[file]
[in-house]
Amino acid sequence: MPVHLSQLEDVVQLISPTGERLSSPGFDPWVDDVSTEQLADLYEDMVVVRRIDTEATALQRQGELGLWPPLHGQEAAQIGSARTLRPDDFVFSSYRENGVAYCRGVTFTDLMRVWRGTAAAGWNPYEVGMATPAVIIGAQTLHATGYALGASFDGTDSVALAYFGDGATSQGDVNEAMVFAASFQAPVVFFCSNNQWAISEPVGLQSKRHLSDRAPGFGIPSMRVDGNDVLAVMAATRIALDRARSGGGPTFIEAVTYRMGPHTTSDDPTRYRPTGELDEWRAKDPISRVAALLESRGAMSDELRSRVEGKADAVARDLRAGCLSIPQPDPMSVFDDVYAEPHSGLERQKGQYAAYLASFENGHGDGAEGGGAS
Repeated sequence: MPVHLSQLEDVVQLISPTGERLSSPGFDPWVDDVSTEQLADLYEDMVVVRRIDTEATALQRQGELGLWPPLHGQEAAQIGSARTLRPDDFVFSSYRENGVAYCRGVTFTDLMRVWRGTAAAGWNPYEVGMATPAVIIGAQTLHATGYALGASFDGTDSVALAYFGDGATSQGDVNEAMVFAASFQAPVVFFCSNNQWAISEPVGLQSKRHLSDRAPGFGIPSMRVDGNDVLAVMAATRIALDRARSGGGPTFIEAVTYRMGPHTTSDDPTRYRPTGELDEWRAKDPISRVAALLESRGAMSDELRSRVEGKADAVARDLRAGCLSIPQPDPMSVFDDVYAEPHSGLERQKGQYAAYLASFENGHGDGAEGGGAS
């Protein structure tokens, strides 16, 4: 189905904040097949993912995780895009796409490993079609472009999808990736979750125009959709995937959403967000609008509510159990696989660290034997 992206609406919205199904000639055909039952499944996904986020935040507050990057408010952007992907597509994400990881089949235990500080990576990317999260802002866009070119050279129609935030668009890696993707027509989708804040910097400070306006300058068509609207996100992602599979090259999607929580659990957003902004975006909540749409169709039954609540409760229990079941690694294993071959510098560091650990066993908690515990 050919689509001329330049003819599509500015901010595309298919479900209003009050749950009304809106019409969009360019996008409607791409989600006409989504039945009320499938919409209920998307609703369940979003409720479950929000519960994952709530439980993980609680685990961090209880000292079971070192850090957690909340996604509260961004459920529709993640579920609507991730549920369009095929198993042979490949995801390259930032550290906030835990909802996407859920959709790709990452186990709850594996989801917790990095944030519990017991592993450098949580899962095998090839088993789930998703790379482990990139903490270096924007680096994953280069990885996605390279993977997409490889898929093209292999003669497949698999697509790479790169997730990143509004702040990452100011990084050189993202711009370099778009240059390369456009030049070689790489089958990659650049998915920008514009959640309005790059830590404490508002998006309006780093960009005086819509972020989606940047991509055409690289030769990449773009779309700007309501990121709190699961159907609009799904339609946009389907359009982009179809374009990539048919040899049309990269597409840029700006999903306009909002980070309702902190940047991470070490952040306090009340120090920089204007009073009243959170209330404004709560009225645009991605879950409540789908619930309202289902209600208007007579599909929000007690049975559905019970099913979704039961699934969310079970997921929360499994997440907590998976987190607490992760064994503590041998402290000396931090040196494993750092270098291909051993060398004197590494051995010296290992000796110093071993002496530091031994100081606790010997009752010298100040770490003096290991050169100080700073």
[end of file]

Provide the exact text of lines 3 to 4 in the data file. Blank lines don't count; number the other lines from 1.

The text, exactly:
Repeated sequence: MPVHLSQLEDVVQLISPTGERLSSPGFDPWVDDVSTEQLADLYEDMVVVRRIDTEATALQRQGELGLWPPLHGQEAAQIGSARTLRPDDFVFSSYRENGVAYCRGVTFTDLMRVWRGTAAAGWNPYEVGMATPAVIIGAQTLHATGYALGASFDGTDSVALAYFGDGATSQGDVNEAMVFAASFQAPVVFFCSNNQWAISEPVGLQSKRHLSDRAPGFGIPSMRVDGNDVLAVMAATRIALDRARSGGGPTFIEAVTYRMGPHTTSDDPTRYRPTGELDEWRAKDPISRVAALLESRGAMSDELRSRVEGKADAVARDLRAGCLSIPQPDPMSVFDDVYAEPHSGLERQKGQYAAYLASFENGHGDGAEGGGAS
């Protein structure tokens, strides 16, 4: 189905904040097949993912995780895009796409490993079609472009999808990736979750125009959709995937959403967000609008509510159990696989660290034997 992206609406919205199904000639055909039952499944996904986020935040507050990057408010952007992907597509994400990881089949235990500080990576990317999260802002866009070119050279129609935030668009890696993707027509989708804040910097400070306006300058068509609207996100992602599979090259999607929580659990957003902004975006909540749409169709039954609540409760229990079941690694294993071959510098560091650990066993908690515990 050919689509001329330049003819599509500015901010595309298919479900209003009050749950009304809106019409969009360019996008409607791409989600006409989504039945009320499938919409209920998307609703369940979003409720479950929000519960994952709530439980993980609680685990961090209880000292079971070192850090957690909340996604509260961004459920529709993640579920609507991730549920369009095929198993042979490949995801390259930032550290906030835990909802996407859920959709790709990452186990709850594996989801917790990095944030519990017991592993450098949580899962095998090839088993789930998703790379482990990139903490270096924007680096994953280069990885996605390279993977997409490889898929093209292999003669497949698999697509790479790169997730990143509004702040990452100011990084050189993202711009370099778009240059390369456009030049070689790489089958990659650049998915920008514009959640309005790059830590404490508002998006309006780093960009005086819509972020989606940047991509055409690289030769990449773009779309700007309501990121709190699961159907609009799904339609946009389907359009982009179809374009990539048919040899049309990269597409840029700006999903306009909002980070309702902190940047991470070490952040306090009340120090920089204007009073009243959170209330404004709560009225645009991605879950409540789908619930309202289902209600208007007579599909929000007690049975559905019970099913979704039961699934969310079970997921929360499994997440907590998976987190607490992760064994503590041998402290000396931090040196494993750092270098291909051993060398004197590494051995010296290992000796110093071993002496530091031994100081606790010997009752010298100040770490003096290991050169100080700073």